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  » Appendix IX
  » Appendix X
  » Appendix XI
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  » Appendix XVI
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  » Appendix XVIII
Warren Commission Report: Page 428« Previous | Next »

(CHAPTER VIII - The Protection of the President)

The degree of security that can be afforded the President of the United States is dependent to a considerable extent upon the degree of contact with the general public desired by the President. Absolute security is neither practical nor possible. An approach to complete security would require the President to operate in a sort of vacuum, isolated from the general public and behind impregnable barriers. His travel would be in secret; his public appearances would be behind bulletproof glass.

A more practical approach necessitates compromise. Any travel, any contact with the general public, involves a calculated risk on the part of the President and the men responsible for his protection. Such risks can be lessened when the President recognizes the security problem, has confidence in the dedicated Secret Service men who are ready to lay down their lives for him and accepts the necessary security precautions which they recommend. Many Presidents have been understandably impatient with the security precautions which many years of experience dictate because these precautions reduce the President's privacy and the access to him of the people of the country. Nevertheless the procedures and advice should be accepted if the President wishes to have any security.7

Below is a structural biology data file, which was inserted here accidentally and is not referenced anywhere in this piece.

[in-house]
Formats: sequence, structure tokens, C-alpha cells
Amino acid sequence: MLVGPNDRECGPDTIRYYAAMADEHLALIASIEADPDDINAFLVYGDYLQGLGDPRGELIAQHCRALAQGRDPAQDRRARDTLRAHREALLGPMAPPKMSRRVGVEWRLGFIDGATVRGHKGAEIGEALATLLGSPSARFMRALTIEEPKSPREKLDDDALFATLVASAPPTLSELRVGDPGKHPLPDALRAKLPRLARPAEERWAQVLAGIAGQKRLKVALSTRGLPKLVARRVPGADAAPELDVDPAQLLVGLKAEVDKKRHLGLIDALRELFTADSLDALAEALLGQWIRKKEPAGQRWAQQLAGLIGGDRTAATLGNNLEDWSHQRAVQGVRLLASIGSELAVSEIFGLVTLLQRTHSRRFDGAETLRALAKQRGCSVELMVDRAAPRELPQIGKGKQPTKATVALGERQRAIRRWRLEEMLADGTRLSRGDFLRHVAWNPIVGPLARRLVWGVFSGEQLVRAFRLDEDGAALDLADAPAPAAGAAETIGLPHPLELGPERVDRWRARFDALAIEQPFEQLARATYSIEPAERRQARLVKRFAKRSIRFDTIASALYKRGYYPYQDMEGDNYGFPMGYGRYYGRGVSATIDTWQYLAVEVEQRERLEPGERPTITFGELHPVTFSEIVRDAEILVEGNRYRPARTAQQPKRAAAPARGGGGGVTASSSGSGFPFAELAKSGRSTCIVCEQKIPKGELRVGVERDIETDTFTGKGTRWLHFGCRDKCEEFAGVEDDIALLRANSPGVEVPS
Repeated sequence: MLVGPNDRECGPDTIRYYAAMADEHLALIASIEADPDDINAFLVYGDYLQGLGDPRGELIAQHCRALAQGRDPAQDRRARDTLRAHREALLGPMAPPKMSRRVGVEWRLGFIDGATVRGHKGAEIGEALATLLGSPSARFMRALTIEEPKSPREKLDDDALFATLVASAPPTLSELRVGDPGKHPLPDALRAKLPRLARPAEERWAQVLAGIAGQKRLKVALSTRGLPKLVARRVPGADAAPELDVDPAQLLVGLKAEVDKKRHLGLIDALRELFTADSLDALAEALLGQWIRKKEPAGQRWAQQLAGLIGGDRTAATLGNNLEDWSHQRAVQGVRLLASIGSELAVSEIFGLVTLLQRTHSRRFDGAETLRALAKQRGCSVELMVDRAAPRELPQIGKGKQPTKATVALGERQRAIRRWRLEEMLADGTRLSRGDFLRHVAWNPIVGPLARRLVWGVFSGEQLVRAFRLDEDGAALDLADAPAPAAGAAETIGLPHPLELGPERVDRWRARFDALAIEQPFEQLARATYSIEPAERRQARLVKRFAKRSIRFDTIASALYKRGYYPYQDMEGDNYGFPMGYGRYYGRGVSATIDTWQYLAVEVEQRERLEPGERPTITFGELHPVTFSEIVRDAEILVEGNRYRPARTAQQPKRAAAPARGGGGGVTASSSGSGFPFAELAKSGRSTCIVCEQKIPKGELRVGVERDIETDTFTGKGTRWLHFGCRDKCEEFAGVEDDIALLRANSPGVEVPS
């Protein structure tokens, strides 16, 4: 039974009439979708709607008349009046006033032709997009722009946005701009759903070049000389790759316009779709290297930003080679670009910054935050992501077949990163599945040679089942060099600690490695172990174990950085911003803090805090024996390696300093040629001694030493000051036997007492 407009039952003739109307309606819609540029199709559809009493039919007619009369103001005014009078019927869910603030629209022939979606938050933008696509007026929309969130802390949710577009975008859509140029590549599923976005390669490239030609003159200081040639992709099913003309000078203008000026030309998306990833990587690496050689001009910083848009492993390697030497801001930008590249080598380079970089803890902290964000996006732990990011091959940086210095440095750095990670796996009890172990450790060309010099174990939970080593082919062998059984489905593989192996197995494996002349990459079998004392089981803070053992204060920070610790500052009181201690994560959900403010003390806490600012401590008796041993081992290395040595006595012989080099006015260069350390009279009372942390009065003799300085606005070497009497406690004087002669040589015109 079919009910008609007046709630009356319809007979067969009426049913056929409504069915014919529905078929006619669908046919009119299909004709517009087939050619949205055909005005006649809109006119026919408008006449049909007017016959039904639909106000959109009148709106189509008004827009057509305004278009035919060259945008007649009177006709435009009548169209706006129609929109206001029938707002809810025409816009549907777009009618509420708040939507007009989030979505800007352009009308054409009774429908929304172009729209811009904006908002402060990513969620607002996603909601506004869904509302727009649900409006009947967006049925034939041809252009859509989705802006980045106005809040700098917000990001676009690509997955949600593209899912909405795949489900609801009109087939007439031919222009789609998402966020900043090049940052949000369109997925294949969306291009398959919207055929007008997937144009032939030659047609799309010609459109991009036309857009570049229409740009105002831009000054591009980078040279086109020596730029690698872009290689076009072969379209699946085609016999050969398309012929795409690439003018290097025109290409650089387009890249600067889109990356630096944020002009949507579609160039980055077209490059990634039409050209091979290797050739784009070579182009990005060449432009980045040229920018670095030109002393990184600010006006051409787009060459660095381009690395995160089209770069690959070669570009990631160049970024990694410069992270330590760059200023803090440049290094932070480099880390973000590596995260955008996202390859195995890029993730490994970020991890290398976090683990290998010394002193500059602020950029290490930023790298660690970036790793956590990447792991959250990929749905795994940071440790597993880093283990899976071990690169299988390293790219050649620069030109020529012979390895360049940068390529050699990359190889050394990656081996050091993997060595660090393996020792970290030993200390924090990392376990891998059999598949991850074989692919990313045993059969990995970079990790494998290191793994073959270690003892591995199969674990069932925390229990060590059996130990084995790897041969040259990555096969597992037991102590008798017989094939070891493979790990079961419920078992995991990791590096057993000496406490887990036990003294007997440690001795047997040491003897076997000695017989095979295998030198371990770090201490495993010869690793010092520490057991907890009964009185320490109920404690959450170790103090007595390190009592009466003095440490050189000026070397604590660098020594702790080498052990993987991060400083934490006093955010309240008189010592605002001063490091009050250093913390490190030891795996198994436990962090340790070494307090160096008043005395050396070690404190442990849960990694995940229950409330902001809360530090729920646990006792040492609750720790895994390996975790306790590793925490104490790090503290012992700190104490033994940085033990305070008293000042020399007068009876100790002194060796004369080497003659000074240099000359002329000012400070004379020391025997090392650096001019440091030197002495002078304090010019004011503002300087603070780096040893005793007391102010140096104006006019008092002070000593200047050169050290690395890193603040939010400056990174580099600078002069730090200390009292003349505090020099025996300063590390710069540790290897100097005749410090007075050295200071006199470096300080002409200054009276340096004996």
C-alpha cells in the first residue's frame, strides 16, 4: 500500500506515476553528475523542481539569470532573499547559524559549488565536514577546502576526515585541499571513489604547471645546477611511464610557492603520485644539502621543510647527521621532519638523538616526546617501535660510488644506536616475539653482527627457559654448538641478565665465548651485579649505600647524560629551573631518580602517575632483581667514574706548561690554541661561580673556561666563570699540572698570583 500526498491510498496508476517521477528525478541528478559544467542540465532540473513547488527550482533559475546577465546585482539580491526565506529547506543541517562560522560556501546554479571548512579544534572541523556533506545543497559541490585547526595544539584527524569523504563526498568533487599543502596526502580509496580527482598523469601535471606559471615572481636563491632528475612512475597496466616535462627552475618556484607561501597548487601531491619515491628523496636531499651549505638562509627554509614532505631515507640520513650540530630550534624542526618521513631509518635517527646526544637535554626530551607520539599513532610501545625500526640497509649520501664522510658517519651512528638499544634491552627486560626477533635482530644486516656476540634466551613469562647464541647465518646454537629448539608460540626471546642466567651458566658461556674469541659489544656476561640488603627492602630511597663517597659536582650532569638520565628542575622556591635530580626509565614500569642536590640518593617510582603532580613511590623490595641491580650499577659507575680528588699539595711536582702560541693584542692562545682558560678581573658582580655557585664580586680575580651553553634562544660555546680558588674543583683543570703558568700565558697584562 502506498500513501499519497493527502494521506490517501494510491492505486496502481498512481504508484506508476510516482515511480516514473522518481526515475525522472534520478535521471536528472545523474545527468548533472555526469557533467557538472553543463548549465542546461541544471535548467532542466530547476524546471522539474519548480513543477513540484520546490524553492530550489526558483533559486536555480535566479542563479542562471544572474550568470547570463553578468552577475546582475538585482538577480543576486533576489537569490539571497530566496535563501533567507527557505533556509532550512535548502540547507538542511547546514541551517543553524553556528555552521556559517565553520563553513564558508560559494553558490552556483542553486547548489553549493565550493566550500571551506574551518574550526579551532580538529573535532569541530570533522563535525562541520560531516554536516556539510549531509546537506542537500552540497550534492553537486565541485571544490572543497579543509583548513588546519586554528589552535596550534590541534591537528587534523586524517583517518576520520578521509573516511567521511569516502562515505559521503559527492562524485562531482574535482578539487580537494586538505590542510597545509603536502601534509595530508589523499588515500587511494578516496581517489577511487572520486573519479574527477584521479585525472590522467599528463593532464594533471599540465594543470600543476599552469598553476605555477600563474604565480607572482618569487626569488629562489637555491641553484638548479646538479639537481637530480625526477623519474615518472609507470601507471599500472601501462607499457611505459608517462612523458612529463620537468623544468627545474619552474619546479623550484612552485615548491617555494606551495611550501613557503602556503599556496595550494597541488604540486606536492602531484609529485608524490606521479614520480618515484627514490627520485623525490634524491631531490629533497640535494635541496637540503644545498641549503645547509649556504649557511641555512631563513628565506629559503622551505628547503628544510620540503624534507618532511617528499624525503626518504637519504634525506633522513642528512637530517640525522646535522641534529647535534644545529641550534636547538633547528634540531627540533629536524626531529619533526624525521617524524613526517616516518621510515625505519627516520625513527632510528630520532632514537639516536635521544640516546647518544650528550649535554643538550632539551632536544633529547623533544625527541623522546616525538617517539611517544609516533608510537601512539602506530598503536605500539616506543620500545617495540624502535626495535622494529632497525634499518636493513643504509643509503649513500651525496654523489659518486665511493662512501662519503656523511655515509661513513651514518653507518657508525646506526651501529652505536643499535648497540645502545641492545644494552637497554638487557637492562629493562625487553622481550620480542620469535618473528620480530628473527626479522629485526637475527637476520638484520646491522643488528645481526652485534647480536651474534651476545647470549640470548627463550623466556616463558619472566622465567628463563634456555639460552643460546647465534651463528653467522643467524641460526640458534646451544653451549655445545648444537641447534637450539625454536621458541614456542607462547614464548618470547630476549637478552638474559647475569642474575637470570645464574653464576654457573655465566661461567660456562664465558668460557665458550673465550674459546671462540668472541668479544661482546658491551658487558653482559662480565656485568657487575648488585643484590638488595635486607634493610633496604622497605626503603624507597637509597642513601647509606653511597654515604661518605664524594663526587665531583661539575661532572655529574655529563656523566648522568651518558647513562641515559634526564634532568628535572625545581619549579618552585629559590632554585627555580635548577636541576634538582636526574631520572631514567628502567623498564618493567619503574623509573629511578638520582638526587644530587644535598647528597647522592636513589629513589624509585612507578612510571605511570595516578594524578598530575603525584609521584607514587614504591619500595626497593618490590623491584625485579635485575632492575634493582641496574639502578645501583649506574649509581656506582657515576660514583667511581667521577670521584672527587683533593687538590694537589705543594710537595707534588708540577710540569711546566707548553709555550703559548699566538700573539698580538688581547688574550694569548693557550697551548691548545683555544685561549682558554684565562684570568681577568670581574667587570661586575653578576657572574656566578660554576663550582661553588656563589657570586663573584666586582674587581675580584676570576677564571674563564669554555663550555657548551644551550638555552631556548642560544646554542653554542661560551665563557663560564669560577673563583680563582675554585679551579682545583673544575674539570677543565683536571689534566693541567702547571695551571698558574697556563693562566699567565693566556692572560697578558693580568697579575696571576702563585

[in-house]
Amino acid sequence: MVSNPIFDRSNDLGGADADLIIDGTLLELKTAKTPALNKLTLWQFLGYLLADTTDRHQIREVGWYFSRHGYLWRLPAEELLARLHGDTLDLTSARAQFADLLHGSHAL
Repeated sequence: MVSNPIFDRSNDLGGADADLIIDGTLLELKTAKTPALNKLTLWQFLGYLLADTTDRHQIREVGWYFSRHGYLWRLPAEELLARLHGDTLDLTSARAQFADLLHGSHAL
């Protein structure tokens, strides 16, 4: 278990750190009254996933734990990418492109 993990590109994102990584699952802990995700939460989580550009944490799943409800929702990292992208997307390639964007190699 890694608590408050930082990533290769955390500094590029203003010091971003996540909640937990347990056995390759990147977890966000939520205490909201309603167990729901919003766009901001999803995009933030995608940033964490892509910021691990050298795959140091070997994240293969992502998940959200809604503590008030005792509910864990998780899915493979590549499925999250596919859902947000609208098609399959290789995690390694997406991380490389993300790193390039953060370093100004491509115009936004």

The history of Presidential protection shows growing recognition over the years that the job must be done by able, dedicated, thoroughly professional personnel, using the best technical equipment that can be devised.8 The assassination of President Kennedy demands an examination of the protective measures employed to safe guard him and an inquiry whether improvements can be made which will reduce the risk of another such tragedy. This section considers first the means used to locate potential sources of danger to the President in time to take appropriate precautions. In this connection the information available to Federal agencies about Lee Harvey Oswald is set out and the reasons why this information was not furnished to the Secret Service appraised. Second, the adequacy of other advance preparations for the security of the President, during his visit to Dallas, largely measures taken by the Secret Service, is considered. Finally, the performance of those charged with the immediate responsibility of protecting the President on November 22 is reviewed.
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